Shorthand is an abbreviated symbolic writing method that increases speed and brevity of writing as compared to longhand, a more common method of writing a language. The process of writing in shorthand is called stenography, from the Greek stenos and graphein, it has been called brachygraphy, from Greek brachys and tachygraphy, from Greek tachys, depending on whether compression or speed of writing is the goal. Many forms of shorthand exist. A typical shorthand system provides symbols or abbreviations for words and common phrases, which can allow someone well-trained in the system to write as as people speak. Abbreviation methods use different abbreviating approaches. Many journalists use shorthand writing to take notes at press conferences or other similar scenarios. In the computerized world, several autocomplete programs, standalone or integrated in text editors, based on word lists include a shorthand function for used phrases. Shorthand was used more in the past, before the invention of recording and dictation machines.
Shorthand was considered an essential part of secretarial training and police work, as well as useful for journalists. Although the primary use of shorthand has been to record oral dictation or discourse, some systems are used for compact expression. For example, healthcare professionals may use shorthand notes in medical charts and correspondence. Shorthand notes are temporary, intended either for immediate use or for typing, data entry, or transcription to longhand, although longer term uses do exist, such as encipherment: diaries are a common example; the earliest known indication of shorthand systems is from the Parthenon in Ancient Greece, where a mid-4th century BC marble slab was found. This shows a writing system based on vowels, using certain modifications to indicate consonants. Hellenistic tachygraphy is reported from the 2nd century BC onwards, though there are indications that it might be older; the oldest datable reference is a contract from Middle Egypt, stating that Oxyrhynchos gives the "semeiographer" Apollonios for two years to be taught shorthand writing.
Hellenistic tachygraphy consisted of word stem signs and word ending signs. Over time, many syllabic signs were developed. In Ancient Rome, Marcus Tullius Tiro, a slave and a freedman of Cicero, developed the Tironian notes so that he could write down Cicero's speeches. Plutarch in his "Life of Cato the Younger" records that Cicero, during a trial of some insurrectionists in the senate, employed several expert rapid writers, whom he had taught to make figures comprising numerous words in a few short strokes, to preserve Cato's speech on this occasion; the Tironian notes consisted of word ending abbreviations. The original Tironian notes consisted of about 4000 signs, but new signs were introduced, so that their number might increase to as many as 13,000. In order to have a less complex writing system, a syllabic shorthand script was sometimes used. After the decline of the Roman Empire, the Tironian notes were no longer used to transcribe speeches, though they were still known and taught during the Carolingian Renaissance.
After the 11th century, they were forgotten. When many monastery libraries were secularized in the course of the 16th-century Protestant Reformation, long-forgotten manuscripts of Tironian notes were rediscovered. In imperial China, clerks used an abbreviated cursive form of Chinese characters to record court proceedings and criminal confessions; these records were used to create more formal transcripts. One cornerstone of imperial court proceedings was that all confessions had to be acknowledged by the accused's signature, personal seal, or thumbprint, requiring fast writing. Versions of this technique survived in clerical professions into the modern day, influenced by Western shorthand methods, some new methods were invented. An interest in shorthand or "short-writing" developed towards the end of the 16th century in England. In 1588 Timothy Bright published his Characterie. Bright's book was followed by a number of others, including Peter Bales' The Writing Schoolemaster in 1590, John Willis's Art of Stenography in 1602, Edmond Willis's An abbreviation of writing by character in 1618, Thomas Shelton's Short Writing in 1626.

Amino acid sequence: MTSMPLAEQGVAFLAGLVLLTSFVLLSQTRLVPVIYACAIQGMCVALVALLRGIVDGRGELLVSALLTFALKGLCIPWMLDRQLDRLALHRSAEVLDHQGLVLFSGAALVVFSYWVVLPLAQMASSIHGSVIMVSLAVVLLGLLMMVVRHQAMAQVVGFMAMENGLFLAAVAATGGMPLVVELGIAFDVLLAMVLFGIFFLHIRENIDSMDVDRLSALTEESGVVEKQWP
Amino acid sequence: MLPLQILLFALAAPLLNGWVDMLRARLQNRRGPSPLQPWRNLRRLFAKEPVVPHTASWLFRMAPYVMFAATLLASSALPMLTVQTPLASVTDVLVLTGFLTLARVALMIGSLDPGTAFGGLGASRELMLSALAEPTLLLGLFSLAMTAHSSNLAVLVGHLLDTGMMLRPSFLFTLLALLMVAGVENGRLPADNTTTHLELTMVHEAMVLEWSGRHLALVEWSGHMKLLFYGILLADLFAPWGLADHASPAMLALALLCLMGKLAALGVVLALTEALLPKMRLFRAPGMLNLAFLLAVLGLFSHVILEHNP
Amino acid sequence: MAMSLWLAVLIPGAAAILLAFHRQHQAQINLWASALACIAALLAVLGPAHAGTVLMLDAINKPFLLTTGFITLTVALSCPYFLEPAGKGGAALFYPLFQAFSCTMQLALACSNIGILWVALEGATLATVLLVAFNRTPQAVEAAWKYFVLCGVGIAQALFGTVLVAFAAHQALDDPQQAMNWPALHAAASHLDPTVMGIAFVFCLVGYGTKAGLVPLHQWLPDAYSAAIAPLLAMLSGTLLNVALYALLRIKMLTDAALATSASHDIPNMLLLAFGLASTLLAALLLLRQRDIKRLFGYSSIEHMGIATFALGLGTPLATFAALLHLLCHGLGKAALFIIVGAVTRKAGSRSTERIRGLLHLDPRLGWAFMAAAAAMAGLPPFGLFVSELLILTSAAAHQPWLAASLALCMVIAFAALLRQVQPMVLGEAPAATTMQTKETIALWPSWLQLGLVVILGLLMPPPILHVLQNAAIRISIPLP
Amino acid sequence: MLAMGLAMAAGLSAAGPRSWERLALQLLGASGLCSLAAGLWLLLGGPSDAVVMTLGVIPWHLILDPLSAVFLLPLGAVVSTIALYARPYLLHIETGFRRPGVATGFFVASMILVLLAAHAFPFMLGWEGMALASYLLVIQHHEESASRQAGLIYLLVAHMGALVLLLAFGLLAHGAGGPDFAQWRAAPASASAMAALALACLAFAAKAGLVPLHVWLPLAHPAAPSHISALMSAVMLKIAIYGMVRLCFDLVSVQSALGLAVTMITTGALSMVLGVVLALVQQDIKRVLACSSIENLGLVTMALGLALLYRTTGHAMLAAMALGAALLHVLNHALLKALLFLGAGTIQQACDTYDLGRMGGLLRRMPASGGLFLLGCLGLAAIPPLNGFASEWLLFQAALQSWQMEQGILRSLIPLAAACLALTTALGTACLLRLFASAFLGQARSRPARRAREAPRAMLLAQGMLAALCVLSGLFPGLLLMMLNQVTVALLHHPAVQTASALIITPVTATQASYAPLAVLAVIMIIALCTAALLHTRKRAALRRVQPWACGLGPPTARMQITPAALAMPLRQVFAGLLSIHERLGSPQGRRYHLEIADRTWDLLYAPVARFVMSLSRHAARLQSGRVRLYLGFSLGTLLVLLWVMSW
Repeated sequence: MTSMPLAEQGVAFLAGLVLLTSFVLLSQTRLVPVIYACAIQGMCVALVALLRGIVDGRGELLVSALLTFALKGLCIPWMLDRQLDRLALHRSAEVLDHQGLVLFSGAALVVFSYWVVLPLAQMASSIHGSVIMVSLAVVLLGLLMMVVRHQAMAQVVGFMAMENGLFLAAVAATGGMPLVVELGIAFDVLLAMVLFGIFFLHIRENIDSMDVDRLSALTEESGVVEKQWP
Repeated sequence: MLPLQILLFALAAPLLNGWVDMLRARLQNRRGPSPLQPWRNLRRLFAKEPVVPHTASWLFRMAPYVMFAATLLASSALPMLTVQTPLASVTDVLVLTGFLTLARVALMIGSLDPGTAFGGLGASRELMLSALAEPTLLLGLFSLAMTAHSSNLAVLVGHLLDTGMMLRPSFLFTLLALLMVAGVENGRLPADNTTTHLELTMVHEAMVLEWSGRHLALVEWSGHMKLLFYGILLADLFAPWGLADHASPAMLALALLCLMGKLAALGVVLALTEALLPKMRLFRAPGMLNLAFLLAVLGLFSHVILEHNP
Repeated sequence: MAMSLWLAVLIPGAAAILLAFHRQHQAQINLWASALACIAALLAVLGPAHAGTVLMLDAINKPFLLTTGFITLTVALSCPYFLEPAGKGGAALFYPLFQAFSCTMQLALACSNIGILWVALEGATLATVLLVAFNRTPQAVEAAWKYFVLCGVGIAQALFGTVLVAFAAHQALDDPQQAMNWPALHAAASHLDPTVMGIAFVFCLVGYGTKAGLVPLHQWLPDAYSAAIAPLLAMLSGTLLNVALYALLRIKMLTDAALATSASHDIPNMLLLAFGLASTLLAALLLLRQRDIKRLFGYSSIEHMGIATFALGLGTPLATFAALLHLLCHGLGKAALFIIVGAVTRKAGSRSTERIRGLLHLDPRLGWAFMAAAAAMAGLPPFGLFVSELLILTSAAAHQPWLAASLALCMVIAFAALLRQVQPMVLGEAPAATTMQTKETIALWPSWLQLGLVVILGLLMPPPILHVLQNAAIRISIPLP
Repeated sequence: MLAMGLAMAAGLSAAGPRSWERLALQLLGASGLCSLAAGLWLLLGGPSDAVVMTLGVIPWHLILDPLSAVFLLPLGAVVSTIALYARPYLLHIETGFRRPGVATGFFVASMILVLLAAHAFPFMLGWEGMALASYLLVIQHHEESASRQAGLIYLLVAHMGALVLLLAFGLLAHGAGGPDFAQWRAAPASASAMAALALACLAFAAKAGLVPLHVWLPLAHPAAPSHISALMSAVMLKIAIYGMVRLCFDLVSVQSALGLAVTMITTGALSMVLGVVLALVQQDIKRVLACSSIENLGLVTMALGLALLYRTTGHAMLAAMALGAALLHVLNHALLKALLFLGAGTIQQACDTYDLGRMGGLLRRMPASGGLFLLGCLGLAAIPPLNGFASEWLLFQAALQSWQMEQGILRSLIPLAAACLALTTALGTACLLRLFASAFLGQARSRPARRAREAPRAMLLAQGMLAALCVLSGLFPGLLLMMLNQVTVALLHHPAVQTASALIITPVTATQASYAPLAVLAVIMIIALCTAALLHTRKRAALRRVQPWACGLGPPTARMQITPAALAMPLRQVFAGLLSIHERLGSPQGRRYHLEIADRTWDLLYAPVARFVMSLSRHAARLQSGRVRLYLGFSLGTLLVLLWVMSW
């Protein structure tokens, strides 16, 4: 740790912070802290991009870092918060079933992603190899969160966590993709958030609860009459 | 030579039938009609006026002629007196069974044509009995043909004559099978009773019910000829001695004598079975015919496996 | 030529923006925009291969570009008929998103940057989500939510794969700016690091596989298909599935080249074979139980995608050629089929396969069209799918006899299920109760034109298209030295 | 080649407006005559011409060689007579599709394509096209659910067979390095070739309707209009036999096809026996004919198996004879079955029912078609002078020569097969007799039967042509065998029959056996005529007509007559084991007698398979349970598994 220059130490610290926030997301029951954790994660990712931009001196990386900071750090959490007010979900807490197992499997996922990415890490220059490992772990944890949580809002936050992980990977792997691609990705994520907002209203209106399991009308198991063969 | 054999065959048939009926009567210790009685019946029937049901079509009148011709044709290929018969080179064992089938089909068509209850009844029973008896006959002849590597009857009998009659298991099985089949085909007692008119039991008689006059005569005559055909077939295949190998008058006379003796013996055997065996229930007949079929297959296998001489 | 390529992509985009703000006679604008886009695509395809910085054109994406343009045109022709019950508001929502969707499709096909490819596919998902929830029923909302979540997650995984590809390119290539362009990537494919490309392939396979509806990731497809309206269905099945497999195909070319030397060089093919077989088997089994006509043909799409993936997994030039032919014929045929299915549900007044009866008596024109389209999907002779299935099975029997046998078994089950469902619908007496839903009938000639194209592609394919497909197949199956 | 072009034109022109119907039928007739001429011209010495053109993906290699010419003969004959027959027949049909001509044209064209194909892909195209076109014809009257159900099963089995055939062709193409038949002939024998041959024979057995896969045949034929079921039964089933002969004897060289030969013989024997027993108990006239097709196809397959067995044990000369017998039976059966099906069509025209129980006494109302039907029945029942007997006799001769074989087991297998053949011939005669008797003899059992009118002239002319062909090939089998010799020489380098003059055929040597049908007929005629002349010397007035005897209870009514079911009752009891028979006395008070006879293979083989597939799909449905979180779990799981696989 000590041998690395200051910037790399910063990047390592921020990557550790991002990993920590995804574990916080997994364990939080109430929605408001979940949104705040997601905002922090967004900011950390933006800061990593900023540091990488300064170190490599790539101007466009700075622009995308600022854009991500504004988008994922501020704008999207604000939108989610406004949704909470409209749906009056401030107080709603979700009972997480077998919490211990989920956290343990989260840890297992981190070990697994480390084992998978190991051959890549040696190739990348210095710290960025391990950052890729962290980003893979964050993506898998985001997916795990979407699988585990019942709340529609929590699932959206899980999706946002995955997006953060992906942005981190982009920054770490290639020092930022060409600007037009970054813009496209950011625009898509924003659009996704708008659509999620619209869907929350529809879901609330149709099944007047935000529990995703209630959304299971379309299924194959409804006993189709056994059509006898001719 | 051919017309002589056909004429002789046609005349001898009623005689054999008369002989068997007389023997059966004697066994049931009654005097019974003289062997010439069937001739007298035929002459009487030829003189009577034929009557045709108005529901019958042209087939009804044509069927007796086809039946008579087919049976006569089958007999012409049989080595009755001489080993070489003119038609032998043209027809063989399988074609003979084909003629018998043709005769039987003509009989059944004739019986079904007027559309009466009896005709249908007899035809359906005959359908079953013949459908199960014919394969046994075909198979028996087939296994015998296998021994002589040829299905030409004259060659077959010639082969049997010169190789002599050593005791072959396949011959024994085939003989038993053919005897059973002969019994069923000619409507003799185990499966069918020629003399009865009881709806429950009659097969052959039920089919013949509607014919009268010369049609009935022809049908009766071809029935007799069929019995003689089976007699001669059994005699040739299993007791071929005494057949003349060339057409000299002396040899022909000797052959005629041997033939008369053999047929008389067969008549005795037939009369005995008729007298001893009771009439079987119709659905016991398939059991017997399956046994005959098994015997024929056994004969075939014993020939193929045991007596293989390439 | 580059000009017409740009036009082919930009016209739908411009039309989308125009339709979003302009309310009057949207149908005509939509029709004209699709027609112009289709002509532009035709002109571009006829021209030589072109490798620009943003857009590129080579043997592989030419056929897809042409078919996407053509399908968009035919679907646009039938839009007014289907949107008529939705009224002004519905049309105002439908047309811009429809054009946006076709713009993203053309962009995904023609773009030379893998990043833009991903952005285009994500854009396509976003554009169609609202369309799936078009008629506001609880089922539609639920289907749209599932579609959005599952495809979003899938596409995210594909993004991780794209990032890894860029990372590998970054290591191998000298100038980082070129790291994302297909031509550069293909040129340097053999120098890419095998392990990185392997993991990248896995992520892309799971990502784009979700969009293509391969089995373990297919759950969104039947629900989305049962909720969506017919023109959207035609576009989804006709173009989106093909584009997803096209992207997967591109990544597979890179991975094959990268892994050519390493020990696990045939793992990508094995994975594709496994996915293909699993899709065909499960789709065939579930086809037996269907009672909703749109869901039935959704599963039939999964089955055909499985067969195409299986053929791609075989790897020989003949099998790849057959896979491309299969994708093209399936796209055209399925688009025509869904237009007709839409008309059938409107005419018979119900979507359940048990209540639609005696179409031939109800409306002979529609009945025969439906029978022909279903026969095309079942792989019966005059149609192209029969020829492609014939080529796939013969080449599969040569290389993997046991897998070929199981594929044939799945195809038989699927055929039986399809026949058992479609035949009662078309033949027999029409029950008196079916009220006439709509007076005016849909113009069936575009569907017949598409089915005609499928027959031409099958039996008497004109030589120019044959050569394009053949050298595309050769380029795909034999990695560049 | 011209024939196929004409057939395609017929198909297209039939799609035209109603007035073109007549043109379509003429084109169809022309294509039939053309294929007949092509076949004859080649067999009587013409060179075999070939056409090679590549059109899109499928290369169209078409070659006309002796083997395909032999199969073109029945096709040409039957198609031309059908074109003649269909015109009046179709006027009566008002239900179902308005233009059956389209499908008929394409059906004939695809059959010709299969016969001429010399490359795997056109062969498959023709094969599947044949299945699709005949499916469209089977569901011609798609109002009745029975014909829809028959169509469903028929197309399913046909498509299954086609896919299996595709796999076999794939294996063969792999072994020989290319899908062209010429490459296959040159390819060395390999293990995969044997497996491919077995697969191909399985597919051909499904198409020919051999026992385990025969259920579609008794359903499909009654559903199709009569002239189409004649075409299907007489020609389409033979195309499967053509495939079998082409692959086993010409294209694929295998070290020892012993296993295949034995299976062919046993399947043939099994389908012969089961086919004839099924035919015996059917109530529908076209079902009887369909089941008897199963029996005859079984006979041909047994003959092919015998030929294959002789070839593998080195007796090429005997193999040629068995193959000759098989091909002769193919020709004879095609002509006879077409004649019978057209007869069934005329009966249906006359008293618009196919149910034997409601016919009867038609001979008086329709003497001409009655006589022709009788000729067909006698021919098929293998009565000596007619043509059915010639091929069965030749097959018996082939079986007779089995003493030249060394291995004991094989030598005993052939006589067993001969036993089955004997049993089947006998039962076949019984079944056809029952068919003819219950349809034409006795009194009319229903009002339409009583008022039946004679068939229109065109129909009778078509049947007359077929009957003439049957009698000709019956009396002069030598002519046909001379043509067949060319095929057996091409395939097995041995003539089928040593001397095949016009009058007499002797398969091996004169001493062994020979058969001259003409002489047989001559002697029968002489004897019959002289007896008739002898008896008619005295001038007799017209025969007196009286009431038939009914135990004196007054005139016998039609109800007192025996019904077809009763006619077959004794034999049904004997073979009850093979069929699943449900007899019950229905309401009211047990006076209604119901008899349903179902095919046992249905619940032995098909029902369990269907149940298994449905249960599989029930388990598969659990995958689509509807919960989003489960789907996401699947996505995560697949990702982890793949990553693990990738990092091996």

Shelton's system became popular and is well known because it was used by Samuel Pepys for his diary and for many of his official papers, such as his letter copy books. It was used by Sir Isaac Newton in some of his notebooks. Shelton borrowed from his predecessors Edmond Willis; each consonant was represented by an arbitrary but simple symbol, while the five vowels were represented by the relative positions of the surrounding consonants. Thus the symbol for B with symbol for T drawn directly above it represented "bat", while B with T below it meant "but". A vowel at the end of a word was represented by a dot in the appropriate position, while there were additional symbols for initial vowels; this basic system was supplemented by further symbols representing common suffixes. One drawback of Shelton's system was that there was no way to distinguish long and short vowels or diphthongs; the reader needed to u
Alexander Graham Bell
Alexander Graham Bell was a Scottish-born scientist, inventor and innovator, credited with inventing and patenting the first practical telephone. He founded the American Telephone and Telegraph Company in 1885. Bell's father and brother had all been associated with work on elocution and speech and both his mother and wife were deaf, profoundly influencing Bell's life's work, his research on hearing and speech further led him to experiment with hearing devices which culminated in Bell being awarded the first U. S. patent for the telephone in 1876. Bell considered his invention an intrusion on his real work as a scientist and refused to have a telephone in his study. Many other inventions marked Bell's life, including groundbreaking work in optical telecommunications and aeronautics. Although Bell was not one of the 33 founders of the National Geographic Society, he had a strong influence on the magazine while serving as the second president from January 7, 1898, until 1903. Alexander Bell was born in Edinburgh, Scotland, on March 3, 1847.